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X Rodriguez-Osorio, F J Lopez-Gonzalez, J Eiris-Punal, C Frieiro-Dantas, C Gomez-Lado, M Peleteiro-Fernandez, A Prieto-Gonzalez
INTRODUCTION: Functional hemispherectomy consists in palliative epilepsy surgical procedure usually performed in patients with pharmaco-resistant epilepsy and hemispheric syndromes. It is based on the neural disconnection of the affected hemisphere with preservation of the vascular supply. AIM: To analyze long-term prognosis and safety of the hemispherectomies performed in our institution. PATIENTS AND METHODS: Retrospective analysis collecting the following variables: age, gender, age of epilepsy onset, type of seizures, etiology, age of epilepsy surgery, prognosis and potential surgical complications...
March 1, 2018: Revista de Neurologia
Sichang Chen, Yuguang Guan, Changqing Liu, Xiuyu Du, Yao Zhang, Shuai Chen, Jie Wang, Tianfu Li, Guoming Luan
BACKGROUND: Hemispherectomy is useful for treating patients with intractable epilepsy caused by diffuse unilateral hemispheric disease. Few patients develop recurrent seizures after hemispherectomy, but managing epilepsy by medical means alone is challenging for these patients, and it is also difficult to determine the treatment options and assess the need for reoperation. OBJECTIVE: To present the treatment strategies and outcomes of patients who developed recurrent intractable epilepsy after initial hemispherectomies that were performed at a single institution by a single surgeon between 2004 and 2014...
December 5, 2017: Epilepsy Research
Michael Nahm, David Rousseau, Bruce Greyson
Neuroscientists typically assume that human mental functions are generated by the brain and that its structural elements, including the different cell layers and tissues that form the neocortex, play specific roles in this complex process. Different functional units are thought to complement one another to create an integrated self-awareness or episodic memory. Still, findings that pertain to brain dysplasia and brain lesions indicate that in some individuals there is a considerable discrepancy between the cerebral structures and cognitive functioning...
December 2017: Journal of Nervous and Mental Disease
Allen L Ho, Arjun V Pendharkar, Eric S Sussman, May Casazza, Gerald A Grant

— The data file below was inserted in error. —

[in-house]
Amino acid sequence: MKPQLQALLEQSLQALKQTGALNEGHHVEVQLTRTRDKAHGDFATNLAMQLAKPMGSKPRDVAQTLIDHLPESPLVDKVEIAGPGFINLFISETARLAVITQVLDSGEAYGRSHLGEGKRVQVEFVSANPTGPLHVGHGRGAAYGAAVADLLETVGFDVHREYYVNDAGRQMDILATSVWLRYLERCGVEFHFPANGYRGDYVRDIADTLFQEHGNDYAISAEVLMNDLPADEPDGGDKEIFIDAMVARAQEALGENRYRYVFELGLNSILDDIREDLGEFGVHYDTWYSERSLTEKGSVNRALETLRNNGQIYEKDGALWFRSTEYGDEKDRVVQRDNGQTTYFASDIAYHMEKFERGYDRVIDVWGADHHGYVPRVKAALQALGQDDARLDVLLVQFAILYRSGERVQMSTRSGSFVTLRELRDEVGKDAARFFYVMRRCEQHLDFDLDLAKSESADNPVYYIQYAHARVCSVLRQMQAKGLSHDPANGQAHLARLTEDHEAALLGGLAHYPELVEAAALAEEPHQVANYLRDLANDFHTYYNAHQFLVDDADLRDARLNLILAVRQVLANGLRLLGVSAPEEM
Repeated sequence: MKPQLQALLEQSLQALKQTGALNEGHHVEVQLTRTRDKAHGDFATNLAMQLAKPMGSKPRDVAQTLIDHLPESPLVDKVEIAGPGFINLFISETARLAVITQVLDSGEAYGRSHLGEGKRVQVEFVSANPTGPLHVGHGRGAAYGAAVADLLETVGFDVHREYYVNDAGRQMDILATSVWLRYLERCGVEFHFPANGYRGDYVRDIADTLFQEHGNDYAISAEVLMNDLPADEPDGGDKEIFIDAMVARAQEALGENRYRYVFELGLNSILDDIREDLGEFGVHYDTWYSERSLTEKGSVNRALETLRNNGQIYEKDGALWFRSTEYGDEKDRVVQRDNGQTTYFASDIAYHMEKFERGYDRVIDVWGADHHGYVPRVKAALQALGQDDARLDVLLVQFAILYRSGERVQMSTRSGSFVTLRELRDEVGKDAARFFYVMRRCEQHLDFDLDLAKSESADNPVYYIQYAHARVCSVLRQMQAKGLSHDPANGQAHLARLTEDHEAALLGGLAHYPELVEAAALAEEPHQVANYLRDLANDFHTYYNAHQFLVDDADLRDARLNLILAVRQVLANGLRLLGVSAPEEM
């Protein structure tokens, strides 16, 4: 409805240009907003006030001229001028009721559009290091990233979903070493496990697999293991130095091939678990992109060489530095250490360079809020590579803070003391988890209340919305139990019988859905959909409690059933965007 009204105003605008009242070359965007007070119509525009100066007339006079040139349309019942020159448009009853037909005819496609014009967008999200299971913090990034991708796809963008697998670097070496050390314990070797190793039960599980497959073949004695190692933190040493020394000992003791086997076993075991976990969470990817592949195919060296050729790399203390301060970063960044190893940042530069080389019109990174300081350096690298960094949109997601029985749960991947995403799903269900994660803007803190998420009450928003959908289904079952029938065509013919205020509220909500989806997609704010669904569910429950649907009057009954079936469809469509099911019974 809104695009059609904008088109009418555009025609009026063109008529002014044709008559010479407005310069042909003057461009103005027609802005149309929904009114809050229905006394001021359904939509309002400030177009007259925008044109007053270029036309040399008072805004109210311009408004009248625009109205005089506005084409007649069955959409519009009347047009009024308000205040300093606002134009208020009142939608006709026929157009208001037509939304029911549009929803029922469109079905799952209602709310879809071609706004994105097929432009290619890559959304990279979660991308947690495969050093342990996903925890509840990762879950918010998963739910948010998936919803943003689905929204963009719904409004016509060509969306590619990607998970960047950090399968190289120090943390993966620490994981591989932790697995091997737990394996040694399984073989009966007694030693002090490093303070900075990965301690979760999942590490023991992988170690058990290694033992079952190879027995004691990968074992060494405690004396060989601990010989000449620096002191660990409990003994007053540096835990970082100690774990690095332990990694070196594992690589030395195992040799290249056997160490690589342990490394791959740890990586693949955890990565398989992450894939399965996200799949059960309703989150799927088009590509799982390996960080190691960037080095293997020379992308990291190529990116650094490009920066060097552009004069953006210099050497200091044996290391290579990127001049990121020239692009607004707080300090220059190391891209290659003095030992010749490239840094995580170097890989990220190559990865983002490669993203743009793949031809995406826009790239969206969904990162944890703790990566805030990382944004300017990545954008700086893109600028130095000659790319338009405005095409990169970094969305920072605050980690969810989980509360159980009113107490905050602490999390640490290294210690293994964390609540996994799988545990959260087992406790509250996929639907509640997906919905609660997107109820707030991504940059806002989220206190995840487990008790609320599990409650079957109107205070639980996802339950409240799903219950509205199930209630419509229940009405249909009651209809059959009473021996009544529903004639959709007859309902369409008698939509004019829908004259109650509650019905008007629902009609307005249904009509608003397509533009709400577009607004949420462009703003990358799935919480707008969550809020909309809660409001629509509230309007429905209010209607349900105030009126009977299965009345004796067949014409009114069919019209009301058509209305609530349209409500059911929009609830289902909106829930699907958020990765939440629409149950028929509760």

Hemispherectomy is a highly effective treatment option for children with severe, unilateral, medically refractory epilepsy. Many patients undergoing hemispherectomy are younger patients with dysmorphic brains, making accomplishing a complete disconnection challenging due to anatomic distortion, even with the aid of intraoperative navigation. Diffusion tensor imaging (DTI) has been proposed as a valuable imaging adjunct perioperatively to help guide surgeons intraoperatively, as well as for post-surgical evaluation and confirmation of complete hemispheric disconnection...
September 18, 2017: Curēus
Mashael AlKhateeb, Richard McLachlan, Jorge Burneo, David Diosy, Seyed Mirsattari
Septo-optic dysplasia (SOD) is a rare disorder associated with optic nerve hypoplasia, pituitary abnormalities and agenesis/dysgenesis of midline brain structures including the septum pellucidum and corpus callosum. Though sometimes associated with drug-resistant epilepsy, this association has not been well studied. We report six SOD patients with associated malformation of cortical development (MCD) and drug-resistant epilepsy who underwent video-EEG telemetry at our centre between 1998 and 2016 for drug-resistant epilepsy...
2017: Epilepsy & Behavior Case Reports
Jiqing Qiu, Yu Cui, Bin Qi, Lichao Sun, Zhanpeng Zhu
No abstract text is available yet for this article.
September 15, 2017: Clinics and Practice
Anthony C Wang, George M Ibrahim, Andrew V Poliakov, Page I Wang, Aria Fallah, Gary W Mathern, Robert T Buckley, Kelly Collins, Alexander G Weil, Hillary A Shurtleff, Molly H Warner, Francisco A Perez, Dennis W Shaw, Jason N Wright, Russell P Saneto, Edward J Novotny, Amy Lee, Samuel R Browd, Jeffrey G Ojemann
OBJECTIVE The potential loss of motor function after cerebral hemispherectomy is a common cause of anguish for patients, their families, and their physicians. The deficits these patients face are individually unique, but as a whole they provide a framework to understand the mechanisms underlying cortical reorganization of motor function. This study investigated whether preoperative functional MRI (fMRI) and diffusion tensor imaging (DTI) could predict the postoperative preservation of hand motor function. METHODS Thirteen independent reviewers analyzed sensorimotor fMRI and colored fractional anisotropy (CoFA)-DTI maps in 25 patients undergoing functional hemispherectomy for treatment of intractable seizures...